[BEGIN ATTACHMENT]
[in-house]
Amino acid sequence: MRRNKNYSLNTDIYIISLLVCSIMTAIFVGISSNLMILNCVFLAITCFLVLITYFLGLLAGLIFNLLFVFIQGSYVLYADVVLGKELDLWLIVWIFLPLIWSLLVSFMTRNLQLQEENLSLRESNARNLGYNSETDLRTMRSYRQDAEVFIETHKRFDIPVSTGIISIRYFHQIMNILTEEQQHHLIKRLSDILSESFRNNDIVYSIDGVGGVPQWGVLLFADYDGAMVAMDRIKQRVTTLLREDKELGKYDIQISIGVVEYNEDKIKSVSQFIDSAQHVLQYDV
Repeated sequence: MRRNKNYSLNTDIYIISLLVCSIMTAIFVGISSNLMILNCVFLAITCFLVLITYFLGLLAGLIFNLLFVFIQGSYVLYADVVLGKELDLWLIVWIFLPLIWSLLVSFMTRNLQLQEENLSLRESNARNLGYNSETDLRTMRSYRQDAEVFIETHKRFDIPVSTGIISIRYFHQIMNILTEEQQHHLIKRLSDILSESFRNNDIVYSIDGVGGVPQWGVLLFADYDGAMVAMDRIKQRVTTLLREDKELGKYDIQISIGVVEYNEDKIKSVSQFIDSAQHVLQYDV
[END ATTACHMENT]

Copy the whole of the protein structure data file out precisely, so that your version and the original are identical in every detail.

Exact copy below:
[in-house]
Amino acid sequence: MRRNKNYSLNTDIYIISLLVCSIMTAIFVGISSNLMILNCVFLAITCFLVLITYFLGLLAGLIFNLLFVFIQGSYVLYADVVLGKELDLWLIVWIFLPLIWSLLVSFMTRNLQLQEENLSLRESNARNLGYNSETDLRTMRSYRQDAEVFIETHKRFDIPVSTGIISIRYFHQIMNILTEEQQHHLIKRLSDILSESFRNNDIVYSIDGVGGVPQWGVLLFADYDGAMVAMDRIKQRVTTLLREDKELGKYDIQISIGVVEYNEDKIKSVSQFIDSAQHVLQYDV
Repeated sequence: MRRNKNYSLNTDIYIISLLVCSIMTAIFVGISSNLMILNCVFLAITCFLVLITYFLGLLAGLIFNLLFVFIQGSYVLYADVVLGKELDLWLIVWIFLPLIWSLLVSFMTRNLQLQEENLSLRESNARNLGYNSETDLRTMRSYRQDAEVFIETHKRFDIPVSTGIISIRYFHQIMNILTEEQQHHLIKRLSDILSESFRNNDIVYSIDGVGGVPQWGVLLFADYDGAMVAMDRIKQRVTTLLREDKELGKYDIQISIGVVEYNEDKIKSVSQFIDSAQHVLQYDV